Publication: North Caucasus Weekly Volume: 4 Issue: 32

Writing in the August 28 issue of Novaya gazeta, Anna Politkovskaya envisioned a scenario in which rival federal security agencies might end up backing rival presidential candidates–with the FSB behind Kadyrov and the GRU signaling a possible switch to another contender.

According to Politkovskaya’s sources, Moscow has warned Kadyrov that it can no longer guarantee his personal safety. She wrote in an August 28 article that “this is very significant–it seems that the Kremlin is preparing to give up its old ally…i.e., to deprive him of the ‘administrative resources’ without which he is an empty vessel.” Kadyrov’s gunmen are threatening to take to the woods again as guerrillas if necessary.

Politkovskaya met with the one-armed Said-Magomed Kokiev, whom she called a “key figure” and whose support is sought by various presidential candidates looking for a force capable of resisting Kadyrov’s gunmen. Kokiev is a major in the GRU with 386 highly trained men under his command, and is based on the outskirts of Grozny. Recently he also became deputy head of the military command for Chechnya, responsible for the entire western half of the republic. This means that he and his troops will dictate the election returns in that half. On top of that, he is a “bridge” to the 86,000 federal troops (to use the figure of the Russian General Staff) now stationed in Chechnya. According to Politkovskaya’s sources, these troops will cast almost one-third of the votes necessary to win in October.

Kokiev had never previously agreed to be interviewed by Politkovskaya, and in her view their conversation is yet one more signal that the Kremlin is no longer placing all its chips on Kadyrov. The GRU major told her that “his” candidate at that point was Dzhabrailov. “I am not against Kadyrov,” he explained, “I cannot be against the man designated by the president [that is, Putin]. It’s just that since 1991 I have rejected the path of robbery and murder. People are disappearing, being robbed. How can one close one’s eyes to this? But he [Kadyrov] has closed his own….We have already had gunfights with the Kadyrov people. I don’t have the right to stand aside, I’ve already lost too many of my own men.”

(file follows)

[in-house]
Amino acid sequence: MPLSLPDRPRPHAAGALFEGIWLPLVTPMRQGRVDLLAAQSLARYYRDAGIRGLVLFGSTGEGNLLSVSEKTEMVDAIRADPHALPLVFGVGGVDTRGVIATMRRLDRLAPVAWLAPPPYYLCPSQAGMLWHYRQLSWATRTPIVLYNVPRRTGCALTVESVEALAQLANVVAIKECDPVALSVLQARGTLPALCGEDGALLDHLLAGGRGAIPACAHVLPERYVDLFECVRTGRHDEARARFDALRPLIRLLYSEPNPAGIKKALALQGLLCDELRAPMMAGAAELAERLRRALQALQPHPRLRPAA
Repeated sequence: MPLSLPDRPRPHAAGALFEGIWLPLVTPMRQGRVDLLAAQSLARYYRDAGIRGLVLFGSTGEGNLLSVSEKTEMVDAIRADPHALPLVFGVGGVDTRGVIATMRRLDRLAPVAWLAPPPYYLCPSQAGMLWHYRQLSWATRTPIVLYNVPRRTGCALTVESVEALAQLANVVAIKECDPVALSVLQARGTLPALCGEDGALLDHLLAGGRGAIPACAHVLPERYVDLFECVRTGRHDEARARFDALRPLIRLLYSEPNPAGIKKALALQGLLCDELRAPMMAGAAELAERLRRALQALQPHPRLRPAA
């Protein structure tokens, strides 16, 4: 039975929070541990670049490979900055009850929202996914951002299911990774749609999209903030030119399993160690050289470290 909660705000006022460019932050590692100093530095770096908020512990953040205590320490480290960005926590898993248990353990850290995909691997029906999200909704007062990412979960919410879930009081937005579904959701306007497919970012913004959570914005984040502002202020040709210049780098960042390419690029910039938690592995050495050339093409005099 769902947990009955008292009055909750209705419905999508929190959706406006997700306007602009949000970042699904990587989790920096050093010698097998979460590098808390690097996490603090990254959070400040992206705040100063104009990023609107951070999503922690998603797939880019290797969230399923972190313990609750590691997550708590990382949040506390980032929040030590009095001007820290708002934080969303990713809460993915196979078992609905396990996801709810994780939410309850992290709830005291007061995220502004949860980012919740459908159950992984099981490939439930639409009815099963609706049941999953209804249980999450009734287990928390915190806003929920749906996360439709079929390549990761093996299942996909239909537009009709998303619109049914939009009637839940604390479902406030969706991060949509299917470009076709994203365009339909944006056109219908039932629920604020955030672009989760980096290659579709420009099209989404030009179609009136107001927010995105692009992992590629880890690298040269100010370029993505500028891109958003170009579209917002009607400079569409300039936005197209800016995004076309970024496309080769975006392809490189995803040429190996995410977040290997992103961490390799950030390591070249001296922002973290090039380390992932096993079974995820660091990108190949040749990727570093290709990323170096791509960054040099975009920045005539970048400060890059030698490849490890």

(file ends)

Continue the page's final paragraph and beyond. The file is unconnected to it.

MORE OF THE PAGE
Asked why he had picked Dzhabrailov (who, as the item above indicates, has since withdrawn from the race) rather than some other opposition candidate, Kokiev said that the Moscow businessman had been the only one to provide material support to him and other Chechens opposed to the separatist Dudaev government from 1991 onward. Politkovskaya objected that as an army officer, surely Kokiev would have to vote as ordered by his superiors, but he answered “No, there will be no order; I know that.”

As Politkovskaya sees it, Kokiev’s counterpart for eastern Chechnya is Sulim Yamadaev–well-known as a strong Kadyrov supporter. He and the other members of his influential family, in her view, are “FSB people” who function more or less openly under that agency’s “patronage and sponsorship.” Thus the FSB is dominating one half of Chechnya and the GRU the other, each acting through its own Chechen middleman.

Kokiev told Politkovskaya that he will not even try to work for honest elections: That would only increase the risk of bloodshed, which however is inevitable in any case. In his view either the Kadyrov forces will continue their current reign of terror, or they will suffer revenge from their many enemies within Chechnya.

Seemingly by chance, Sulim Yamadaev visited Kokiev during Politkovskaya’s visit. One can only guess the subject of their discussion, or its result.